Signs that interest rates in the US and Europe have reached a definitive peak sent global stock markets surging this week following a grim October
The clearest indications yet that the Federal Reserve expects its next rate move to be downwards, despite continued resilience in the American economy, was welcomed by investors around the world. Recent falls in the price of oil have helped to reduce inflationary pressures, giving central banks more breathing space as they try to balance their efforts to contain rising costs against the potential economic damage that tighter monetary policy can create.
There remain some clouds on the horizon. However, the World Bank warned earlier in the week that the conflict in Gaza could drive oil prices up by more than 50% if it spreads across the region. Meanwhile, the ongoing crisis in China’s real-estate sector shows little sign of abating.
On Wall Street, the Dow Jones Industrial Average ended trading on Thursday 4.4% up for the week so far, with the S&P 500 likewise surging 4.9%. While the Fed’s decision on Wednesday, to extend the recent pause in its programme of interest rate hikes, was not a surprise, investors were particularly pleased to hear comments from Fed chair Jerome Powell that strongly suggested there would be no further tightening of monetary policy. After recent gloom, markets reacted with glee, putting US stocks on track for their best week of 2023 so far.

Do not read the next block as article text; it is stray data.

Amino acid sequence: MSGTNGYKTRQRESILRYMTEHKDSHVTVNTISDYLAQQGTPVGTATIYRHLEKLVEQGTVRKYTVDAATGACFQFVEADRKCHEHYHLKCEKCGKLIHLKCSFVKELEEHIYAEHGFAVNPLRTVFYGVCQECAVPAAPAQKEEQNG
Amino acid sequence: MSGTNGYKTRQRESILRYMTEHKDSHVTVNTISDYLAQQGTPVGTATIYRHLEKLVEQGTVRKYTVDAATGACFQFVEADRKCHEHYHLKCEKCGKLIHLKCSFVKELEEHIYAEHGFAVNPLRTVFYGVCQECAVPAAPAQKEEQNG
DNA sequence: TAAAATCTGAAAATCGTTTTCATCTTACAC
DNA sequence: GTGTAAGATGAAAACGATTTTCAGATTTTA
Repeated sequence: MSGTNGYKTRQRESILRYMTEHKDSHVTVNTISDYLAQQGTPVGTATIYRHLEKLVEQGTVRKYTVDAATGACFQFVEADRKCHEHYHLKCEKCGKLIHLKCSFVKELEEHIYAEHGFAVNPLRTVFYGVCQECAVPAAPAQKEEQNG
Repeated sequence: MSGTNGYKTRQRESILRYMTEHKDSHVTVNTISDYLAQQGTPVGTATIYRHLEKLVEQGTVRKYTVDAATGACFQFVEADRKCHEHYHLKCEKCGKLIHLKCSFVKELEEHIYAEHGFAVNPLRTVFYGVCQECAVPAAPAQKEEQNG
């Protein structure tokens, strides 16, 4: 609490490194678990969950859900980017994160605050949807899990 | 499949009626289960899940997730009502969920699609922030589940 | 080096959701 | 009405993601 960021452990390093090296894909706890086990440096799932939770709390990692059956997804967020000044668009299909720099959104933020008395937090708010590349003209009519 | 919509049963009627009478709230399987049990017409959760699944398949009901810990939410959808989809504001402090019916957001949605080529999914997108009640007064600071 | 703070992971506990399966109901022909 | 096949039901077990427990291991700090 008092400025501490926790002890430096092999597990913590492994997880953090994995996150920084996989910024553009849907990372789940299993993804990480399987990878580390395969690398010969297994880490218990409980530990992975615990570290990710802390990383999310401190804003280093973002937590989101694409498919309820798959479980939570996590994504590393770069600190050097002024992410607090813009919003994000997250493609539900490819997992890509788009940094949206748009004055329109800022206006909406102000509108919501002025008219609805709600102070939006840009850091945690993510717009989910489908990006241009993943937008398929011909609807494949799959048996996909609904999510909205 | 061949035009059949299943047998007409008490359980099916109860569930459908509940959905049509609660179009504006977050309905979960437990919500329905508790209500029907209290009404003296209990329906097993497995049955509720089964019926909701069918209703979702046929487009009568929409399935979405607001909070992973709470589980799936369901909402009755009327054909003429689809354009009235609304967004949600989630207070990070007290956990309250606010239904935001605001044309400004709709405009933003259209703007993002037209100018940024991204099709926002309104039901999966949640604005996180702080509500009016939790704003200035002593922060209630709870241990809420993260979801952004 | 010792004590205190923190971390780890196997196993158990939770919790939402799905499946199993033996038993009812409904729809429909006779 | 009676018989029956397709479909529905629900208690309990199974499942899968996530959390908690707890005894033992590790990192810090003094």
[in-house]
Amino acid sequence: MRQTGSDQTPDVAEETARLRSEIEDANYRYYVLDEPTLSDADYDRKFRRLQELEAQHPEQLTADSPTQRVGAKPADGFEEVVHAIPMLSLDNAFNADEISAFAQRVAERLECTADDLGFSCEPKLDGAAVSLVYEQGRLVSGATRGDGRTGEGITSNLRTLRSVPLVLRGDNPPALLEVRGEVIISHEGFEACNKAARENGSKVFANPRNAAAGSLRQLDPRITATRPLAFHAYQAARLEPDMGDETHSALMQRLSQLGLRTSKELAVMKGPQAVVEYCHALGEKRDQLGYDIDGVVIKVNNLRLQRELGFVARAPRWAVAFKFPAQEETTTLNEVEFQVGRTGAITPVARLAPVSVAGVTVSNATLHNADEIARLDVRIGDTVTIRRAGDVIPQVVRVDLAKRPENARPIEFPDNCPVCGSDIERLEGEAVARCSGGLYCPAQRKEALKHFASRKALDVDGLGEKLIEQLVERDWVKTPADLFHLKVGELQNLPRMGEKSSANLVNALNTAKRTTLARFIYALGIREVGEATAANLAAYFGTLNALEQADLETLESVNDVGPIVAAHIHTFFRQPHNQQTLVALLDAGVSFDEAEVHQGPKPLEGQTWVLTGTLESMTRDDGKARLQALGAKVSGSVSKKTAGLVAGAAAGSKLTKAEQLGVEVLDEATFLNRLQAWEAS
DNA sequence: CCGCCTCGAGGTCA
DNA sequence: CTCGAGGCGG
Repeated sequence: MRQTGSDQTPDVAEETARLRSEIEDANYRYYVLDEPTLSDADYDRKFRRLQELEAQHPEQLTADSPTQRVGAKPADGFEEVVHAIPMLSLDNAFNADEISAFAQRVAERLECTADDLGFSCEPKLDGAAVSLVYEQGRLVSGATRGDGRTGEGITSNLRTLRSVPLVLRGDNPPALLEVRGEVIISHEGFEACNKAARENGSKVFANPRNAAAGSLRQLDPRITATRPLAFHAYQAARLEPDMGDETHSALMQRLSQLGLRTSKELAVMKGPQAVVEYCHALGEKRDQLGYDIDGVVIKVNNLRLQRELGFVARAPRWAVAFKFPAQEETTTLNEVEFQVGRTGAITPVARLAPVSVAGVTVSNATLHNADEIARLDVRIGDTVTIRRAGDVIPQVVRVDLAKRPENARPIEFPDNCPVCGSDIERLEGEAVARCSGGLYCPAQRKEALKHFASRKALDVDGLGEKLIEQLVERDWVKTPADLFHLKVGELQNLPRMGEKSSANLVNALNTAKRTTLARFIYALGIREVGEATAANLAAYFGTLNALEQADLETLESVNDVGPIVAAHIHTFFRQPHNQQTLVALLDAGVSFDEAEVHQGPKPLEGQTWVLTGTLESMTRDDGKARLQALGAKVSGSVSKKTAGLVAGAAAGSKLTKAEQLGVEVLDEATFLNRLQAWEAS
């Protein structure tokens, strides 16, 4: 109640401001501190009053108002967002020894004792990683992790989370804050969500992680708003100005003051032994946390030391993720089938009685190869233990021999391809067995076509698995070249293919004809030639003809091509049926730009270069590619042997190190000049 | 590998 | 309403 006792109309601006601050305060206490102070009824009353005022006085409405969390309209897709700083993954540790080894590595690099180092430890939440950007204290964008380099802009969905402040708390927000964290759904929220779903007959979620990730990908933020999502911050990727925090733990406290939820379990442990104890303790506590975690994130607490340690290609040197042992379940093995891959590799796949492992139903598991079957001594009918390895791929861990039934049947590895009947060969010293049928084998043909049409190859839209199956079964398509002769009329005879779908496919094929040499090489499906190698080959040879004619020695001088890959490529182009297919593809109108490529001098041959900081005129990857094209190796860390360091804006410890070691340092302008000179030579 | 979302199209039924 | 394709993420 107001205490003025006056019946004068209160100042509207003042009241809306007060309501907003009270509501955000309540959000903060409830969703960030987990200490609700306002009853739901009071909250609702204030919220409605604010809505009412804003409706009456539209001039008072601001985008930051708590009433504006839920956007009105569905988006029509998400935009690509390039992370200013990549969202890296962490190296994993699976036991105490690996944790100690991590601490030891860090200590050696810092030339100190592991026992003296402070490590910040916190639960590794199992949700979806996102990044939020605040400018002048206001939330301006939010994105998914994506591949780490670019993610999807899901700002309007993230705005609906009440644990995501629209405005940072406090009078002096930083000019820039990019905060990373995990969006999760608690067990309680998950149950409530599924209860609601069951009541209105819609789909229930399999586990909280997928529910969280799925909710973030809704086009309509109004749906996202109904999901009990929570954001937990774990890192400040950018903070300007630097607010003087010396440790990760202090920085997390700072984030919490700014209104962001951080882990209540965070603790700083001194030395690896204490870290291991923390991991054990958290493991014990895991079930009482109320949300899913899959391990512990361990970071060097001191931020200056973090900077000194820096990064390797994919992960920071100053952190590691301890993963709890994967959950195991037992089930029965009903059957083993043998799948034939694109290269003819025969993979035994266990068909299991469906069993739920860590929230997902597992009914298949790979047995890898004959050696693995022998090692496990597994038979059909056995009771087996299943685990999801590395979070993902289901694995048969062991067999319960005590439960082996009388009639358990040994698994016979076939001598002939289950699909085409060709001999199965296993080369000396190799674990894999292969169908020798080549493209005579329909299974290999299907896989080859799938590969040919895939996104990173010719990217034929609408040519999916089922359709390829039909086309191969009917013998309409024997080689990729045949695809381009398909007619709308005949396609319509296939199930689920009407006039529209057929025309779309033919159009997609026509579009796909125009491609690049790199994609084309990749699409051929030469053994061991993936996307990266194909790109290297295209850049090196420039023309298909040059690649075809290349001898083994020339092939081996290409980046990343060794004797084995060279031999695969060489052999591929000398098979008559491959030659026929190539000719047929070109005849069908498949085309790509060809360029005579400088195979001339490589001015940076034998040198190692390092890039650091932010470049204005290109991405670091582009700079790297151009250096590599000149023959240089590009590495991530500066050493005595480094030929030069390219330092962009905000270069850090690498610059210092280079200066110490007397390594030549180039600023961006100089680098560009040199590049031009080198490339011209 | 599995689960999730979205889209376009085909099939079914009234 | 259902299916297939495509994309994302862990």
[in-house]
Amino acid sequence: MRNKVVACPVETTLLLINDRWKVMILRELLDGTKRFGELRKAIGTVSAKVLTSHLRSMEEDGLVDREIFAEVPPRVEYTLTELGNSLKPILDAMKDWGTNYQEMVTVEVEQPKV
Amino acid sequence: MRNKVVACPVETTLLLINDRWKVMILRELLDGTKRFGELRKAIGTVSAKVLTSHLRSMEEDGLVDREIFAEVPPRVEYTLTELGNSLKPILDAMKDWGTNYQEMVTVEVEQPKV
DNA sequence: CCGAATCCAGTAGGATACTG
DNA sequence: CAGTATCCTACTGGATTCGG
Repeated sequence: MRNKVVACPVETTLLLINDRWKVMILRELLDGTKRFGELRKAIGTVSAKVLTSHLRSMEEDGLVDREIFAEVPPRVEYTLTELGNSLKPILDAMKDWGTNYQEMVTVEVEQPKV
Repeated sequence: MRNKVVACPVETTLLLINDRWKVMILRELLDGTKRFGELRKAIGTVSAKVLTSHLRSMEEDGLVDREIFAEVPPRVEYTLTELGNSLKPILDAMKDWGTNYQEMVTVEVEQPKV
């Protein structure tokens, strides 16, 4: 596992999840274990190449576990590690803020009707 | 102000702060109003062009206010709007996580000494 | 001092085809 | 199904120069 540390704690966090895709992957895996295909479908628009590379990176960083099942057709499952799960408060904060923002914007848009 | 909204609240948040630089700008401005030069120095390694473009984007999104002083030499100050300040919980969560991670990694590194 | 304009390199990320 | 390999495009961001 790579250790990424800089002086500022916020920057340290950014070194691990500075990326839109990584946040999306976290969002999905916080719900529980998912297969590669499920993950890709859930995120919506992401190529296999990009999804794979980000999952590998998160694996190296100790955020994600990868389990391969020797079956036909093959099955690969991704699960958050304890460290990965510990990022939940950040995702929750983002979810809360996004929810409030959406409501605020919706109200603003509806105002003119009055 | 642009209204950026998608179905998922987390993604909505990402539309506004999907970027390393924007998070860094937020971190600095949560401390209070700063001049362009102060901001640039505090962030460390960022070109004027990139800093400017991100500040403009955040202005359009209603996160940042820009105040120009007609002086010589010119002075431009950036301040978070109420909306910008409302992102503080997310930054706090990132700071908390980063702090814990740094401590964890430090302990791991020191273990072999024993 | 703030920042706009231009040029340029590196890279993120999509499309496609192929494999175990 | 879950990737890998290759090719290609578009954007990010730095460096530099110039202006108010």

In the UK, the FTSE 100 closed on Thursday 2.1% up for the week so far, with falling oil prices limiting gains in London in comparison to markets in Europe and the US. The Bank of England followed the Fed’s lead and left rates unchanged on Thursday, although officials’ predictions for the British economy were decidedly mixed. While inflation is now expected to dip below 5% by the end of this year, the rate is expected to remain above the Bank’s 2% target until 2025. Meanwhile, growth is on course to stagnate this year and next, with unemployment set to become an increasingly serious problem.
In Frankfurt, the DAX index ended Thursday’s session up 3.1% for the week, while France’s CAC 40 gained 3.9%. Weakness in the eurozone economy – it shrank in the third quarter – allied with further falls in inflation means the European Central Bank is also now expected to stop raising interest rates, having pressed the pause button at the end of October. Recent data showing a decline in output among European manufacturers, however, highlighted the impact that high rates and falling confidence are having on private sector activity.
In Asia, the Hang Seng index in Hong Kong dipped 1.0% as concerns about the health of one of China’s largest property developers persisted. Latest Chinese manufacturing data came in weaker than expected, adding to worries about the strength of the country’s post-pandemic recovery. Japan’s Nikkei 225 index of leading shares advanced 3.1%, meanwhile, buoyed by the Fed’s pause as well as the Tokyo government’s announcement of a $113 billion stimulus plan to help households and businesses cope with recent rises in inflation.
Hong Kong Hang Seng
Note: all market data contained within the article is sourced from Bloomberg unless stated otherwise, data as at 2 November 2023.